Component based APP
- each major component is made with smaller components. In angular 1.4, we simulate components with directives and later in Angular 1.5 and 2.0 we will have standard component API
- each component should only control its own view and data
- each component (or a directive) should has its own set of bound input and output, like a well-defined public API. The parent and child talk to each other with the input and output functions or data.
This makes each component as a blackbox following the golden rule separation of concerns.
Here is a good article in Angular 1.5 official docs on Component-based application architecture.
The rules of using API for component interaction looks promising at first look, but we will soon have problems with it. Below is a common component tree of a complex view. Think that each box is a component (and each of them may also be consisted with smaller components).
There are various ways of doing component interactions in a complex app with angular 1.x. One problem is that we don’t have a best practice guideline on how to do data flow and event handling. To name a few possible ways:
- emit/broadcast event on
$scopechain. This may be the most common way of event handling in our app right now. The issues of using it:
- scope object will be removed from Angular 2, which indicates that using this way is no longer encouraged
- we need to be careful for the event flow. For example, by default an event will be broadcast from main to bottom and each controllers on the way will probably handle the event, but may be we just want to handle it once
- it’s not possible to communicate between sibling components using this way. for example, we cannot pass an event from top to bottom, or between left and right. In the legacy app, we have a ChannelService to make event reflects in the scope hierarchy. In my opinion this solution is a bit hacky and hard to maintain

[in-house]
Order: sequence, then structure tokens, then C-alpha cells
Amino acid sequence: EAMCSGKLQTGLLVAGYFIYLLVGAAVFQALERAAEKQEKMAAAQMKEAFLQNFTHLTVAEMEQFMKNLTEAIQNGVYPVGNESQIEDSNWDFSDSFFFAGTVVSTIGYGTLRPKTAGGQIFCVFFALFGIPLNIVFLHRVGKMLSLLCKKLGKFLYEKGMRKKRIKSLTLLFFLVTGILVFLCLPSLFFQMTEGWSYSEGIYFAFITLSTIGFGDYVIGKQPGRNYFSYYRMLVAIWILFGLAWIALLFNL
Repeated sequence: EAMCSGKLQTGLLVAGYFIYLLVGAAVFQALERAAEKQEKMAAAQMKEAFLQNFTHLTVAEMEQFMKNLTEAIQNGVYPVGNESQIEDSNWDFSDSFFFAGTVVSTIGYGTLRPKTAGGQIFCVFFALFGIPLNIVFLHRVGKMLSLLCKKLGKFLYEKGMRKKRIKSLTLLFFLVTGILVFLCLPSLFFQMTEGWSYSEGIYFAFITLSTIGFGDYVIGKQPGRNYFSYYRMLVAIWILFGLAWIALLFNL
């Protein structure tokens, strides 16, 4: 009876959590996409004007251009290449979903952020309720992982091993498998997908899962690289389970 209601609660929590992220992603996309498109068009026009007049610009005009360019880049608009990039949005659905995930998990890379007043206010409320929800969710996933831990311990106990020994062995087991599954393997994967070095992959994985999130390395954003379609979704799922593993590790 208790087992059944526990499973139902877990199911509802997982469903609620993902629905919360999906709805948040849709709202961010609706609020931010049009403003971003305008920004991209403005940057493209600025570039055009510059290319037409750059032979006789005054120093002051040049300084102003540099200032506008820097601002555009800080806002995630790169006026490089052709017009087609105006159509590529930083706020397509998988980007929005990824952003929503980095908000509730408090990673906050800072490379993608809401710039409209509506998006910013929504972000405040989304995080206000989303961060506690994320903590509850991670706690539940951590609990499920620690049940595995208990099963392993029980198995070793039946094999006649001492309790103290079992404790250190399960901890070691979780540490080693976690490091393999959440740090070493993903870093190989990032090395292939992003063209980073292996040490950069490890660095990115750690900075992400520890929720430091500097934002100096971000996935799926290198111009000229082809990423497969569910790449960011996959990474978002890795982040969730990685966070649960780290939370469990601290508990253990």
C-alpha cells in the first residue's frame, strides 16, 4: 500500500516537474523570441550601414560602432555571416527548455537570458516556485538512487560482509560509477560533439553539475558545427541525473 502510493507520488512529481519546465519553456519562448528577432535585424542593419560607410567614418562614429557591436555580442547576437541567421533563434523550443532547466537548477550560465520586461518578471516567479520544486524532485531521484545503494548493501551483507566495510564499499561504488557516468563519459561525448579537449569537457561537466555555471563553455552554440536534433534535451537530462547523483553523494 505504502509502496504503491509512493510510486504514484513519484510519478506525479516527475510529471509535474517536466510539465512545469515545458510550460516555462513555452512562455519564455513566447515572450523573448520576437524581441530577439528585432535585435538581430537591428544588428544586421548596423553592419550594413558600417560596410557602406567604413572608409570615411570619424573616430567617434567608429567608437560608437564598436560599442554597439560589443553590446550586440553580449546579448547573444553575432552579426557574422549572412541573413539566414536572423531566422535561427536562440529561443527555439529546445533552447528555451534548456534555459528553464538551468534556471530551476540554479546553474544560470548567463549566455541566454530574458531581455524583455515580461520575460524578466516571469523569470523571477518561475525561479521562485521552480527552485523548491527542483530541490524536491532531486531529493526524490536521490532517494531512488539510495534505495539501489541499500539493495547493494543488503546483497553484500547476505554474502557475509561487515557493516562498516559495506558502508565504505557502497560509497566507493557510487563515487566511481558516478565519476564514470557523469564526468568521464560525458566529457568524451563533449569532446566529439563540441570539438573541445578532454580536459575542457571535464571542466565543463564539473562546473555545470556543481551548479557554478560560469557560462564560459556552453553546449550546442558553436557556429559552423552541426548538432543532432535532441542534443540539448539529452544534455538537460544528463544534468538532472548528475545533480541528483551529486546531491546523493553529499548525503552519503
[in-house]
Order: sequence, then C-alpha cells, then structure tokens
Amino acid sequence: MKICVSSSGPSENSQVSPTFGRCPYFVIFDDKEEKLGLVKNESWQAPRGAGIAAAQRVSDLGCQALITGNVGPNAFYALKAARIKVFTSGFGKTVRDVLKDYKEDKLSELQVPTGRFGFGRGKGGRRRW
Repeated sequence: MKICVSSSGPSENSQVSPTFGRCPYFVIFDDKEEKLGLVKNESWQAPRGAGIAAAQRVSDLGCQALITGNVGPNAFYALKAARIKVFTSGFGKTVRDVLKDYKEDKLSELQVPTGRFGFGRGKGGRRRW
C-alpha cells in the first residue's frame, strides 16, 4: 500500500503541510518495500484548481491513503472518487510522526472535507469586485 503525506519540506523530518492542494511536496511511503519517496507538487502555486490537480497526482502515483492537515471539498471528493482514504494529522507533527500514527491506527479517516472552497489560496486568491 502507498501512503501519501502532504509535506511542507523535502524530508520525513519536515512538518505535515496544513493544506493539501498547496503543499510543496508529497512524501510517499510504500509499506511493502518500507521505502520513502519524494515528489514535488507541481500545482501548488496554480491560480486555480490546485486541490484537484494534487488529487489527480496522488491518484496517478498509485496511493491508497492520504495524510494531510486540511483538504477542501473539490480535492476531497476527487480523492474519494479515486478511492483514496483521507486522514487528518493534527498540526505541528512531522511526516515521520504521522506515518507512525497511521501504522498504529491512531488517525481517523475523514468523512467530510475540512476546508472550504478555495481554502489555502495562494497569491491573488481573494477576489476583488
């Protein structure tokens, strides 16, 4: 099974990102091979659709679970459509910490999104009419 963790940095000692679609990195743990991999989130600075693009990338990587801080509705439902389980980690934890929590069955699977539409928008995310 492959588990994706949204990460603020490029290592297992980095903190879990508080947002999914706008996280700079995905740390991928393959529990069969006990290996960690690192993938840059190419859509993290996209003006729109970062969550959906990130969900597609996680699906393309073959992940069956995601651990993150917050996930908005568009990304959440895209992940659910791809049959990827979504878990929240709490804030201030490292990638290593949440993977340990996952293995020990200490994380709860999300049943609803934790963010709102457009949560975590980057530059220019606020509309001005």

- introducing an angular factory to store a global state object and assign its reference to the directive’s controller, thus we could use the directive’s scope to bind watchers to the global state. However:
- the watcher functions should be idempotent, otherwise we cannot guarantee termination of angular digest cycle
- the watcher will always run when initializing, however the context may not be ready yet and there will be some dependency issues
- the global state can be modified by any subject easily and the maintainer may not be aware that if there are side-effects modifying them.
- we have no context why the value changes when a watcher is triggered.
require the parent controller, thus the child controller can have access to the parent’s controller object in the link hook.
- since we add new dependencies, the reusability will be limited
- params passing via isolate scope. In angular 1.5, we can have one way binding to ensure one way binding. This looks like a standard way of defining input/output API.
- it is easier to communicate between adjacent parent-child with this approach, but:
- will be a lot harder if we want to pass data from Main to a deeper component such as bottom, since Main cannot directly have access to the Bottom‘s API. If we enforce this rule, we may need to define the same APIs for each component in the way.